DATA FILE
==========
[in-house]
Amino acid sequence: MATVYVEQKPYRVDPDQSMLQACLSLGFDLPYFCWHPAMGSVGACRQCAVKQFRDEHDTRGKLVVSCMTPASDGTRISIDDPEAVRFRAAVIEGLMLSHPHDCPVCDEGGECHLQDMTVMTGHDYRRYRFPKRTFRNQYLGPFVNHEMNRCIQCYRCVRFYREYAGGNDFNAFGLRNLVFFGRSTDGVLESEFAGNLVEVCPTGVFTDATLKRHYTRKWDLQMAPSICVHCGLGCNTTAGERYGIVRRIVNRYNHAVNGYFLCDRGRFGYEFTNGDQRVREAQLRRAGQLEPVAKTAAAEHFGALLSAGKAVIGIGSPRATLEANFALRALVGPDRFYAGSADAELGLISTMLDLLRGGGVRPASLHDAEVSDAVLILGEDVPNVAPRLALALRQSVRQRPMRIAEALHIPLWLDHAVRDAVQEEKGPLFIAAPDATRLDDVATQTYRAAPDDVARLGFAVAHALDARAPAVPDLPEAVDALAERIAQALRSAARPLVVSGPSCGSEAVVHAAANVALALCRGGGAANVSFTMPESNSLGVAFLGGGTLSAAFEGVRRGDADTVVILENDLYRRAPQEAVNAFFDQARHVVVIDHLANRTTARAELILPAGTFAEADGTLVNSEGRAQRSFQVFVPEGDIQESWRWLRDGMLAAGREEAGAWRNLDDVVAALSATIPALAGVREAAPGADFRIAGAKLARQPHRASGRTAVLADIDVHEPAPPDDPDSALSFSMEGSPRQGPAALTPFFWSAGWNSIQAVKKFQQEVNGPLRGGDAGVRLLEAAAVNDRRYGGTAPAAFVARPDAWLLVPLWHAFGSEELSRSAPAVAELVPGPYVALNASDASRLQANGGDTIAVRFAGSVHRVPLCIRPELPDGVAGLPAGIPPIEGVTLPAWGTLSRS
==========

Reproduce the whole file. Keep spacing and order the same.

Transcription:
[in-house]
Amino acid sequence: MATVYVEQKPYRVDPDQSMLQACLSLGFDLPYFCWHPAMGSVGACRQCAVKQFRDEHDTRGKLVVSCMTPASDGTRISIDDPEAVRFRAAVIEGLMLSHPHDCPVCDEGGECHLQDMTVMTGHDYRRYRFPKRTFRNQYLGPFVNHEMNRCIQCYRCVRFYREYAGGNDFNAFGLRNLVFFGRSTDGVLESEFAGNLVEVCPTGVFTDATLKRHYTRKWDLQMAPSICVHCGLGCNTTAGERYGIVRRIVNRYNHAVNGYFLCDRGRFGYEFTNGDQRVREAQLRRAGQLEPVAKTAAAEHFGALLSAGKAVIGIGSPRATLEANFALRALVGPDRFYAGSADAELGLISTMLDLLRGGGVRPASLHDAEVSDAVLILGEDVPNVAPRLALALRQSVRQRPMRIAEALHIPLWLDHAVRDAVQEEKGPLFIAAPDATRLDDVATQTYRAAPDDVARLGFAVAHALDARAPAVPDLPEAVDALAERIAQALRSAARPLVVSGPSCGSEAVVHAAANVALALCRGGGAANVSFTMPESNSLGVAFLGGGTLSAAFEGVRRGDADTVVILENDLYRRAPQEAVNAFFDQARHVVVIDHLANRTTARAELILPAGTFAEADGTLVNSEGRAQRSFQVFVPEGDIQESWRWLRDGMLAAGREEAGAWRNLDDVVAALSATIPALAGVREAAPGADFRIAGAKLARQPHRASGRTAVLADIDVHEPAPPDDPDSALSFSMEGSPRQGPAALTPFFWSAGWNSIQAVKKFQQEVNGPLRGGDAGVRLLEAAAVNDRRYGGTAPAAFVARPDAWLLVPLWHAFGSEELSRSAPAVAELVPGPYVALNASDASRLQANGGDTIAVRFAGSVHRVPLCIRPELPDGVAGLPAGIPPIEGVTLPAWGTLSRS